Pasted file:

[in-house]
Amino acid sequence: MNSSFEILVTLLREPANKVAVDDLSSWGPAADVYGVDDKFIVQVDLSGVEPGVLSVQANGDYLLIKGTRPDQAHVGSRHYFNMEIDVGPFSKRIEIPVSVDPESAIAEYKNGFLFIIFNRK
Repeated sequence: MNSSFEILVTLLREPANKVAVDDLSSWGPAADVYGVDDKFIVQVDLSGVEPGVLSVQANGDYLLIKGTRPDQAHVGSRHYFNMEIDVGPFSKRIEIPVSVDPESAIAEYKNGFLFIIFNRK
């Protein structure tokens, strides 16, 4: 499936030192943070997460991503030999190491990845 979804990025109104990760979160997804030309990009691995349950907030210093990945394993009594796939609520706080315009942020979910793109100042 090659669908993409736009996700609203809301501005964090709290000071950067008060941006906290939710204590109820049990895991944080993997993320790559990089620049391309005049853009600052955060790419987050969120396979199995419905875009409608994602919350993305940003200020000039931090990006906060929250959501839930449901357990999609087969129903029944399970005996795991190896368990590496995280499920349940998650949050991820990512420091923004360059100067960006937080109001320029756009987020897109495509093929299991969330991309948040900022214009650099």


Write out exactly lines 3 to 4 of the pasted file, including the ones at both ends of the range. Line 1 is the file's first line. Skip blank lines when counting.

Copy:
Repeated sequence: MNSSFEILVTLLREPANKVAVDDLSSWGPAADVYGVDDKFIVQVDLSGVEPGVLSVQANGDYLLIKGTRPDQAHVGSRHYFNMEIDVGPFSKRIEIPVSVDPESAIAEYKNGFLFIIFNRK
């Protein structure tokens, strides 16, 4: 499936030192943070997460991503030999190491990845 979804990025109104990760979160997804030309990009691995349950907030210093990945394993009594796939609520706080315009942020979910793109100042 090659669908993409736009996700609203809301501005964090709290000071950067008060941006906290939710204590109820049990895991944080993997993320790559990089620049391309005049853009600052955060790419987050969120396979199995419905875009409608994602919350993305940003200020000039931090990006906060929250959501839930449901357990999609087969129903029944399970005996795991190896368990590496995280499920349940998650949050991820990512420091923004360059100067960006937080109001320029756009987020897109495509093929299991969330991309948040900022214009650099």